Arts admin and fundraising

A range of people working in different jobs are needed to keep large art galleries and museums running smoothly – for example fundraisers, marketing and PR staff, managers, admin assistants and education team members to work with school students or the public. In a smaller venue, there might be just one or two staff members responsible for everything from managing the budget to dealing with enquiries from visitors. Some entry-level jobs don’t require a degree – office admin experience and volunteering in a museum or gallery will help. For others a degree is required or helpful – subjects related to art or business are relevant but not always essential. Alternatively, you could start a career in business outside the art world and then apply once you have experience.

Read more about careers as an arts administrator on our graduate careers site TARGETjobs.

Artistic jobs in other industries

Architecture careers

Architects design buildings while landscape architects design outdoor environments, such as parks or urban spaces. Follow the links to read more about them about how to start your career.

Art and design jobs in fashion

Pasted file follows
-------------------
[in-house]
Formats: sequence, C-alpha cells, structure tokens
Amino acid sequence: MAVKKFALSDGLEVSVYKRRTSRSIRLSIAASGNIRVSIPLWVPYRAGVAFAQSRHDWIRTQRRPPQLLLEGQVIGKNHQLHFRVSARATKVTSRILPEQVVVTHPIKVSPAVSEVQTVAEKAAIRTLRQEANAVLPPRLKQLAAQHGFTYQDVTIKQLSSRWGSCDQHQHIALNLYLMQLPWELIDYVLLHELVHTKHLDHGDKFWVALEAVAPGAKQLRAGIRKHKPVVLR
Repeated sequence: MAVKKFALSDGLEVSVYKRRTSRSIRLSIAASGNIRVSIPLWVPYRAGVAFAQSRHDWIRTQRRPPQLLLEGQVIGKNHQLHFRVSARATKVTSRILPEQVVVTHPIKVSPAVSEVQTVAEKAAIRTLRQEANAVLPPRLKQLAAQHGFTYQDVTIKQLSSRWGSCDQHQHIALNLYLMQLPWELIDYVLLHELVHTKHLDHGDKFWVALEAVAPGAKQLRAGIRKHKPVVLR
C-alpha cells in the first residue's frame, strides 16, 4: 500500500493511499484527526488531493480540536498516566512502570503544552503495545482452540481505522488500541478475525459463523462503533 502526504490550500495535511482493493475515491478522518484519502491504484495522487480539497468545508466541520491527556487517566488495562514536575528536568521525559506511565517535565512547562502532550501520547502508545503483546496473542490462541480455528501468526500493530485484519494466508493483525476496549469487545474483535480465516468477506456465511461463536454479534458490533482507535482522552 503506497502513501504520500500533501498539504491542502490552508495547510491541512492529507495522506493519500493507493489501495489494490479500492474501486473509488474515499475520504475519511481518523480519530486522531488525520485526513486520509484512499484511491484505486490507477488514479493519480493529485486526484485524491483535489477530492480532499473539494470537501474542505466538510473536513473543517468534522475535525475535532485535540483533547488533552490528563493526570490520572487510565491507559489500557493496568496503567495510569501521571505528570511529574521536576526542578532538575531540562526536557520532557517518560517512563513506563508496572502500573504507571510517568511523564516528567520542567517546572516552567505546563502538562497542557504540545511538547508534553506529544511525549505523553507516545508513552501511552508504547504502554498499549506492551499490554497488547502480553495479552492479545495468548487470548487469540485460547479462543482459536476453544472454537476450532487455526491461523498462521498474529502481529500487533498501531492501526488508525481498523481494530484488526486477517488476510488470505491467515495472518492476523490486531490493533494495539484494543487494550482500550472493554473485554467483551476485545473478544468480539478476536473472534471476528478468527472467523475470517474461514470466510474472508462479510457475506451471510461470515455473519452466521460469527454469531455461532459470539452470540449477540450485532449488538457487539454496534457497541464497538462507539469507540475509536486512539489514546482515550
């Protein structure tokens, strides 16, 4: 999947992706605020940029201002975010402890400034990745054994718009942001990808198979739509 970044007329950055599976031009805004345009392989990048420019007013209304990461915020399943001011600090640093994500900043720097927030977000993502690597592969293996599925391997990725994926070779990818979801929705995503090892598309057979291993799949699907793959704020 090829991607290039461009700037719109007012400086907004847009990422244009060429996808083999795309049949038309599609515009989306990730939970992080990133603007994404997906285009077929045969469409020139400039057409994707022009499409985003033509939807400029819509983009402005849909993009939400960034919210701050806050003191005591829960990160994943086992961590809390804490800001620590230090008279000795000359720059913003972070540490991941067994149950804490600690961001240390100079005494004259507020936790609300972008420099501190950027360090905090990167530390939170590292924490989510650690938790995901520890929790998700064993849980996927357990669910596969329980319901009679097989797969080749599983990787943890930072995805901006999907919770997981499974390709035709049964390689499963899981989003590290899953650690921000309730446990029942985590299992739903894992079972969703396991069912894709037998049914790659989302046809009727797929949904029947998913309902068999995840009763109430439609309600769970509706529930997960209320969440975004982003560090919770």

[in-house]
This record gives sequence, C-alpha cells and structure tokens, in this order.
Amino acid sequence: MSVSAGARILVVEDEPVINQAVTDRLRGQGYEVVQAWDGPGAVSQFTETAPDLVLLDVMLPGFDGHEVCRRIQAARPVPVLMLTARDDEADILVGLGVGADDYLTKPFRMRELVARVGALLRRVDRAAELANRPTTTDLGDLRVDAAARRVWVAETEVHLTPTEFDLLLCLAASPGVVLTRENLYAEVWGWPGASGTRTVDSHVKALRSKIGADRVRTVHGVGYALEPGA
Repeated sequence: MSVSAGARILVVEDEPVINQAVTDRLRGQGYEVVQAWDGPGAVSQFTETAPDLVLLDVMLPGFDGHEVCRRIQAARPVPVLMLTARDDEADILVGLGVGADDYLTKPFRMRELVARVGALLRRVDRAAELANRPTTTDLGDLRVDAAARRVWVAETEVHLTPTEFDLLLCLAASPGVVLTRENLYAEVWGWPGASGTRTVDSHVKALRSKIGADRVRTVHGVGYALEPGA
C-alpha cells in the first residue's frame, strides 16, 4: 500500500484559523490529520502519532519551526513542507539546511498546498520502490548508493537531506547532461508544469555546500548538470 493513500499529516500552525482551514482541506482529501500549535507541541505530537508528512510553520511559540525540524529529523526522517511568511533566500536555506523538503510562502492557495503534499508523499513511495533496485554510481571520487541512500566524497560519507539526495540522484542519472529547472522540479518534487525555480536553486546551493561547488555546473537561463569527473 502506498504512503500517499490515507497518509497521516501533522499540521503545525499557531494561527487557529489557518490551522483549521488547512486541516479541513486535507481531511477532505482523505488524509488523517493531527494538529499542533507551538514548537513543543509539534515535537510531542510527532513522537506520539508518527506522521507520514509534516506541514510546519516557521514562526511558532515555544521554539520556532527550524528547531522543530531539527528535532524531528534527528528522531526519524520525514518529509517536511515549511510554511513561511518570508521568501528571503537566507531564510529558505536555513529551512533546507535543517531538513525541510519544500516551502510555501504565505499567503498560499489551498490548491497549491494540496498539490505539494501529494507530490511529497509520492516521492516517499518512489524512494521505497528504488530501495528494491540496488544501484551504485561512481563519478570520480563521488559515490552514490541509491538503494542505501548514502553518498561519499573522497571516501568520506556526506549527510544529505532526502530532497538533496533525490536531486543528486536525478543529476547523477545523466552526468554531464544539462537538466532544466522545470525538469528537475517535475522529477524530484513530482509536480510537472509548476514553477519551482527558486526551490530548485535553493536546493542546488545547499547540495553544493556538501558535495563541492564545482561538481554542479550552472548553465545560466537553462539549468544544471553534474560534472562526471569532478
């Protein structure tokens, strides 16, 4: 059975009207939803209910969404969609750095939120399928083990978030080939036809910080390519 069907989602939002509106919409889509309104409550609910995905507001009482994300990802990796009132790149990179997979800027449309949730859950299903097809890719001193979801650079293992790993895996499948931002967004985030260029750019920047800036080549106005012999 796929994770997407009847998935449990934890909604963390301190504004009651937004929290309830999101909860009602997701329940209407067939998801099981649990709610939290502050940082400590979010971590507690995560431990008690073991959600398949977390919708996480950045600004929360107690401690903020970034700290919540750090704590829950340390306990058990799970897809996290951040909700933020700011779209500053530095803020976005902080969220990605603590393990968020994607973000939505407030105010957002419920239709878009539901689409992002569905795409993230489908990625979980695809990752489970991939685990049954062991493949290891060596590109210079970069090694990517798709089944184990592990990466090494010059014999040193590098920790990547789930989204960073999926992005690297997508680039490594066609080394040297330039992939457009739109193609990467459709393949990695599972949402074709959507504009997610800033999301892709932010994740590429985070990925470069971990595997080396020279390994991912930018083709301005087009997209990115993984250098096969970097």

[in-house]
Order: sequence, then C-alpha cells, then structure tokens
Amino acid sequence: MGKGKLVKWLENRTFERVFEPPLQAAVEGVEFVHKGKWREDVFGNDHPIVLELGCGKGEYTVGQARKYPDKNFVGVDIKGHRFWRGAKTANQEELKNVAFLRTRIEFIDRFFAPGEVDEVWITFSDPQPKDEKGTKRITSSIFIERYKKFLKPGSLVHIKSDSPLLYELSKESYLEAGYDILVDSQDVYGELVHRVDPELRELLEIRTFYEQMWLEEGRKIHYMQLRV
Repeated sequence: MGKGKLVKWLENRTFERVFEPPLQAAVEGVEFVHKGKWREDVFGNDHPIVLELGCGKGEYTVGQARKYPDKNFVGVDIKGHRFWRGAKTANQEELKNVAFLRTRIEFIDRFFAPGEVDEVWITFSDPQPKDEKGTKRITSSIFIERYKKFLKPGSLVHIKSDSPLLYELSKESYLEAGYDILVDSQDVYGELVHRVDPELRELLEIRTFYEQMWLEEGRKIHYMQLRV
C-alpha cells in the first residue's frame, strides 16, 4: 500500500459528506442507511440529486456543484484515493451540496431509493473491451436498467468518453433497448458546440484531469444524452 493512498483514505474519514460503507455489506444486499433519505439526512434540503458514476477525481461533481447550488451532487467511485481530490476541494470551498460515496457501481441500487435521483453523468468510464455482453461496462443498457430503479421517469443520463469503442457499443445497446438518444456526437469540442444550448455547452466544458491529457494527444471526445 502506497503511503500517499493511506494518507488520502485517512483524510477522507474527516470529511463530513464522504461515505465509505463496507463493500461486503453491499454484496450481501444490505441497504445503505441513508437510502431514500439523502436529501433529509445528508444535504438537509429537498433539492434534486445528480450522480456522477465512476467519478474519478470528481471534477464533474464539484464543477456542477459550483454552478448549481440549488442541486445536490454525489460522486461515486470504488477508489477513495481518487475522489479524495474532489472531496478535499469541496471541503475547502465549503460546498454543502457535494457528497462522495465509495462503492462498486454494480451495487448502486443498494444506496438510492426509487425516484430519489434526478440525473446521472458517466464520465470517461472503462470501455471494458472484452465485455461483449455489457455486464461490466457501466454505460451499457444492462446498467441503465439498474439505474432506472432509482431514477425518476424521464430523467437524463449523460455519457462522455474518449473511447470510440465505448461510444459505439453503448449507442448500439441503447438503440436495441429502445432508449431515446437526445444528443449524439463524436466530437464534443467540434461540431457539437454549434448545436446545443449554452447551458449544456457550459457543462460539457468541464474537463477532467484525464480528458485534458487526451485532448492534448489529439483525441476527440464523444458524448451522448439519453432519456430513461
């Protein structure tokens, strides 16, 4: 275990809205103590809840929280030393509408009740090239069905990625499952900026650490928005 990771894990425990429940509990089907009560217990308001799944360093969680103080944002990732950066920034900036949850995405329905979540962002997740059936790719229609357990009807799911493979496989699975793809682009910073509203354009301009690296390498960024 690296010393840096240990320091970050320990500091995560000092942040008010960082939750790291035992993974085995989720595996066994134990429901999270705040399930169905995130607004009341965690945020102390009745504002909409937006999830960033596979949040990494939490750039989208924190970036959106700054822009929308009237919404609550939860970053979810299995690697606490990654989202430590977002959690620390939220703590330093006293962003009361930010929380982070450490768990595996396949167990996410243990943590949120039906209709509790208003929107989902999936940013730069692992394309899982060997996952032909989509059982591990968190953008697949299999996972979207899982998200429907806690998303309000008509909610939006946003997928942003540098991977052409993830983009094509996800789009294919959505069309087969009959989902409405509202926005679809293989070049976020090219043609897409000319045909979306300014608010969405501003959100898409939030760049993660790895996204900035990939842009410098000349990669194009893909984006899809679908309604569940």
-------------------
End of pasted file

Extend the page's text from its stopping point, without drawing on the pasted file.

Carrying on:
Fashion designers can design clothes or work in specialisms such as jewellery, shoe design, bags or accessories. Textile designers design fabrics, while fashion stylists use their knowledge of emerging trends to dress models for fashion shoots or help individuals to update their wardrobes. There are some apprenticeships available, though university is the typical path, particularly for would-be designers. Find out more about fashion degrees and the careers they can lead to and how to succeed at fashion degree interviews.

Jobs to do with art in media, film and theatre

There are lots of jobs in the media, film and theatre that will put your design skills or eye for beauty to good use. You could work in publishing or advertising as a web designer, graphic designer or photographer. Art-related jobs in TV, film or theatre include set designer, costume designer, make-up artist, lighting technician and lighting designer/director. In TV and film there are also roles such as camera operator, cinematographer and film/video editor.